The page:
Post, Ghostie

Posted by: dogwiggle

Some people swore that the house was haunted. Me, I just saw a very old house that was in surprisingly good repair listed way below market value. But Maggie?

“It’ll be an adventure, Joe!” she squealed, writing out the check then and there to the amazement of the realtor. Had he accidently mentioned the ghost business an hour before, the tour would have been unnecessary.

An adventure. Like the time she dragged me to some Inca ruins (Aztec? I can never keep them straight) someplace I could never pronounce properly. To me, it was a big pile of rocks in bug infested jungle; to her, it was an amazing wonder of a lost civilization that she could sense all around her. Same with the cave drawings in France, Easter Island, the Pyramids… This list goes on.

Ironically, that adventurousness was one of the reasons that I married her. Sure, the trips to these wondrous, miserable places did little for me (I’m more the four star hotel, order in room service type), but they invigorated Maggie beyond belief. Just let her get a whiff of the bygone and/or mysterious and she literally quivers with excitement. And that excitement reaches its climax, quite literally, sometimes later, but oftentimes right there in the middle of phantasmagoria. And I suppose my willingness to return her affections in such situations endeared me to her. It made her happy.

“Yes, ma’am,” I replied, grinning in anticipation of our first night alone in Ghostly Manor.

The house was mostly furnished, and even my untrained eye recognized some truly magnificent antiques, all burled wood and filigreed gold curlicues. Not to my taste, but I recognized extravagant quality… and the money that it represented. The artwork was equally hideous and expensive. The realtor had said that the previous owner had died without family; and as there were no liens on the property, the sale was all inclusive.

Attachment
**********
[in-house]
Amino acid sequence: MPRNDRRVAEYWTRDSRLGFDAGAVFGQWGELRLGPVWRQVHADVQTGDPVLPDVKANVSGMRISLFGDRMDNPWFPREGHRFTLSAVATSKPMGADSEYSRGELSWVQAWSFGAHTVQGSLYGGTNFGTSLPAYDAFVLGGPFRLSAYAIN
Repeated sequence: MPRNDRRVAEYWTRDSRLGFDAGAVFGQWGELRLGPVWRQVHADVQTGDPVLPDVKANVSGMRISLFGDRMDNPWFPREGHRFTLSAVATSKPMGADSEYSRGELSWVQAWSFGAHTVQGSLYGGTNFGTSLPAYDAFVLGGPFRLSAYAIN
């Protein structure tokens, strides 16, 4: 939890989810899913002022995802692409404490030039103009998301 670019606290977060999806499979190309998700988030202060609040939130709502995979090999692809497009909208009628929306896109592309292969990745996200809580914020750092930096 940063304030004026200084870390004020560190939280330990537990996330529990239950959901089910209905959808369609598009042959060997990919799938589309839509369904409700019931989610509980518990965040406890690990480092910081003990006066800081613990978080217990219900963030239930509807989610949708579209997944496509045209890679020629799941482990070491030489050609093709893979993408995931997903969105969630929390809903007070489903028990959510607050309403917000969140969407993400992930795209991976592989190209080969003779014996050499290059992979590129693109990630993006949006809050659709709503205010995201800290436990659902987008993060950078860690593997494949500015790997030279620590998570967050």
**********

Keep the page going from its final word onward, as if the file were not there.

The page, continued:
It should be mentioned that I also married Maggie for her money. Even with the family fortune acquired by her great-grandfather being divided 100 times amongst subsequent heirs, her net worth was equal to that of the GDP of two or three smallish countries. That allowed us these globetrotting ghoulish adventures, and this spontaneous purchase of the supposed haunted house. Money was not the only reason I married Maggie: she was brilliant, comely and raucously funny, though also turned on by the somewhat creepy. But the fact that she was also rich cinched the deal.

The first night went much as I had hoped. The mustiness of the place certainly put her in an amorous mood, the creeks and groans of the old wood quickened the pace; but I believe the thunderstorm and the brilliant lightning flashes sent her over the top. An auspicious beginning.

As the days and weeks passed, however, Maggie became more and more anxious. She wandered the massive house for hours, lingering in each room, from basement to attic. Several times I heard her speaking imploringly for the spirits in the house to show themselves.

After a month of this, I had had enough. Frankly, I was bored; but I was also worried about Maggie. She had never been prone to moroseness, but she was sinking into a deep depression. Finally, I broached the subject of taking a trip… The irony…

It seems that she had intended to buy a ghost in purchasing this house. Having failed that, she was not above providing the house with a ghost of her own. She pushed; I fell. Nothing was ever the same again after that.

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One Response to “Post, Ghostie”

  1. dogwiggle Says:

    I wrote this as an entry in a NPR 3 minute Fiction contest.

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